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An Pediatr (Barc). 2010 Mar;72(3):221.e1-221.e33. doi: 10.1016/j.anpedi.2009.11.020. Epub 2010 Feb 13.

[Consensus conference on acute bronchiolitis (I): methodology and recommendations].

[Article in Spanish]

Author information

1
Departamento de Pediatría, Hospital de Torrevieja, Universidad Miguel Hernández, Alicante, España. jgonzalez@torrevieja-salud.com

Abstract

The recommendations of the Consensus Conference "Diagnostic and Therapeutic Management of Acute Bronchiolitis" are presented. Evidence on the frequency of bronchiolitis in the general population and risk groups, risk factors and markers of severe forms, severity scores and the clinical-etiological profile is summarized. The commonly used diagnostic tests are ineffective in the management of the disease; oxygen saturation measurement is considered necessary only in the initial assessment or to monitor changes in patients with respiratory distress. Other tests such as chest radiograph, rapid diagnostic tests for respiratory virus infection and screening tests for bacterial infection should be used only very selectively. There is sufficient evidence on the lack of effectiveness of most interventions tested in bronchiolitis. Apart from oxygen therapy, fluid therapy, aspiration of secretions and ventilation support, few treatment options will be beneficial. Only in moderate-severe bronchiolitis would it be justified to test a treatment with inhaled bronchodilators (salbutamol or epinephrine) with or without hypertonic saline solution. Heliox and non-invasive ventilation techniques could be used in cases with respiratory failure, methylxanthine in patients with apnea and surfactant in intubated critically ill patients. No treatment has proved effective in preventing persistence or recurrence of post-bronchiolitis symptoms. As for prevention of bronchiolitis, only palivizumab slightly reduces the risk of admissions for lower respiratory infections by respiratory syncytial virus, although its high cost justifies its use only in a small group of high-risk patients.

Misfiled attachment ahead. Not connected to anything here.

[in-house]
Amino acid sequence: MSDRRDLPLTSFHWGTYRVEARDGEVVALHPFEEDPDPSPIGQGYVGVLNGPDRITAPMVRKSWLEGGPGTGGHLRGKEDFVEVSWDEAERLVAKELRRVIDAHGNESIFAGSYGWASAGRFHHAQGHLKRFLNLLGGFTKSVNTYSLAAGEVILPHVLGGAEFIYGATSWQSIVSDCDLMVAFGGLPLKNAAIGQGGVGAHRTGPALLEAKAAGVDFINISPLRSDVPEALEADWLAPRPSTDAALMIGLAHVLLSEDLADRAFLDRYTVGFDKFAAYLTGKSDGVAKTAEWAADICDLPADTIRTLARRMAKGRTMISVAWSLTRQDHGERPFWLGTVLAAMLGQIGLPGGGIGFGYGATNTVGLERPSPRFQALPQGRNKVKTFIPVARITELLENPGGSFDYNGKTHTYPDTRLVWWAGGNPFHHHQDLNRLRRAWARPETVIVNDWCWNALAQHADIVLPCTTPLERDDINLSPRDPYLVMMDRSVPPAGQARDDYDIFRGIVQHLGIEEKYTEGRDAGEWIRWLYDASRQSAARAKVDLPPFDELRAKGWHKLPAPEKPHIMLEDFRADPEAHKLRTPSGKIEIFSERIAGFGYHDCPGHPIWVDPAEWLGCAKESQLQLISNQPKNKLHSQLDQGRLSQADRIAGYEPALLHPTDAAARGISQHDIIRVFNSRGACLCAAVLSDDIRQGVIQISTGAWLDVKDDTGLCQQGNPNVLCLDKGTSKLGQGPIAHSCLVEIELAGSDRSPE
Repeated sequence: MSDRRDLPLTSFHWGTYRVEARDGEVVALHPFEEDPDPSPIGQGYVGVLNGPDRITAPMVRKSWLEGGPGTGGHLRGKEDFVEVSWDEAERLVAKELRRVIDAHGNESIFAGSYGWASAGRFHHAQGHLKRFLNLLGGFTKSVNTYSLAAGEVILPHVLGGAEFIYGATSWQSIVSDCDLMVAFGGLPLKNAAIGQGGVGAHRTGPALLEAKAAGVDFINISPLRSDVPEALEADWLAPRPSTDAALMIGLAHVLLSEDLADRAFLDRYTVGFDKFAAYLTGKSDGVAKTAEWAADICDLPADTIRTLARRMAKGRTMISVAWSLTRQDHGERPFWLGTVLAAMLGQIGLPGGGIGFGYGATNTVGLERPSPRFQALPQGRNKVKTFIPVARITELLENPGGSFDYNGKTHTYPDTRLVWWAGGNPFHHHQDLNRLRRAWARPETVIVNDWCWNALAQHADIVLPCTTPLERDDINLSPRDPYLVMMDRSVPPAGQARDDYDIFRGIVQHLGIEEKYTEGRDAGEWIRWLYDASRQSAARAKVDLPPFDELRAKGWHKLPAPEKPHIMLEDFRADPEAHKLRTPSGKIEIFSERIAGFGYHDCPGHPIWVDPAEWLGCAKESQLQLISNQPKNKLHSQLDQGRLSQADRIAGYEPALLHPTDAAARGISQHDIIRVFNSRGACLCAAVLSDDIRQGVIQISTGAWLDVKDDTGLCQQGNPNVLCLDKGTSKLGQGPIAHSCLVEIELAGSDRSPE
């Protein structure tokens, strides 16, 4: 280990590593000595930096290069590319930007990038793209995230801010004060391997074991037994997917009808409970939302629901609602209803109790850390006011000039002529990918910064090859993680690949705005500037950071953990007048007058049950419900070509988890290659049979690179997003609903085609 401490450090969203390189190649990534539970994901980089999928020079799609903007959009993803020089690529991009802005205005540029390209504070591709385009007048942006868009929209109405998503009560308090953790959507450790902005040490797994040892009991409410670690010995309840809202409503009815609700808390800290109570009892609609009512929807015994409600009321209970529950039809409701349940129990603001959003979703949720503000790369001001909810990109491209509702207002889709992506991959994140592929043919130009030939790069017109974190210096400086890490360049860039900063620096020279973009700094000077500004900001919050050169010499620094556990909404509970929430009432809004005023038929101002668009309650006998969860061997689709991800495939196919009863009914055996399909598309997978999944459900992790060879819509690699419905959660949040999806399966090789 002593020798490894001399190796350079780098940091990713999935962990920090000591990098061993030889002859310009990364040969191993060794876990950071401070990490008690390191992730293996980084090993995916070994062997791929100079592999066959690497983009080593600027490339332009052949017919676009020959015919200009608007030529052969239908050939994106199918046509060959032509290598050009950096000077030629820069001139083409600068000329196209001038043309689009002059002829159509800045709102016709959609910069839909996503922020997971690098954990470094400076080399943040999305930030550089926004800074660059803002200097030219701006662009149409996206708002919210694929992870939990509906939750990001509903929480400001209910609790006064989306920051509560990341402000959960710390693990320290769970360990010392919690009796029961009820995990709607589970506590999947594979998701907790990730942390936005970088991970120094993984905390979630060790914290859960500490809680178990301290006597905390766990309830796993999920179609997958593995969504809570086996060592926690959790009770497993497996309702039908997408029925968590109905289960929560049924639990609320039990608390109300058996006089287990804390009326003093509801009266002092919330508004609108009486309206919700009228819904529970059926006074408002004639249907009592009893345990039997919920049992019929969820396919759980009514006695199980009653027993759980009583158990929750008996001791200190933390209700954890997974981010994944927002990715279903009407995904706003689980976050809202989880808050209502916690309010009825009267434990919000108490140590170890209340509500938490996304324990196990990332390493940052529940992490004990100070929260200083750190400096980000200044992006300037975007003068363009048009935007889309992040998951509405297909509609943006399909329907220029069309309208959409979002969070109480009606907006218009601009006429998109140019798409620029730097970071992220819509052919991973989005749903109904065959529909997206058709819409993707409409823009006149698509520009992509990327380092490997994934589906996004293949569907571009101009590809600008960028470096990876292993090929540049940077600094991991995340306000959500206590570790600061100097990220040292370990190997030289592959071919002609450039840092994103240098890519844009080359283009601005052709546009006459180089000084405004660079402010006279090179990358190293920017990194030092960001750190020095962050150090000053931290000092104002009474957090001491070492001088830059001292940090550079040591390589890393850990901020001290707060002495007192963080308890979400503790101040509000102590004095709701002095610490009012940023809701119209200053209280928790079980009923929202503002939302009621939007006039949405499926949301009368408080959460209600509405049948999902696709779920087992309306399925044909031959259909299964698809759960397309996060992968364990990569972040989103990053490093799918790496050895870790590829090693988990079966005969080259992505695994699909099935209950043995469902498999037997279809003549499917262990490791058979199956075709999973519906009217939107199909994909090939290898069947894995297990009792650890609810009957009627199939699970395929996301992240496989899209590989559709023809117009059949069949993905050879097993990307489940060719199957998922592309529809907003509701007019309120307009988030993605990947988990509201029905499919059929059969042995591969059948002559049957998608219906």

PMID:
20153708
DOI:
10.1016/j.anpedi.2009.11.020
[Indexed for MEDLINE]
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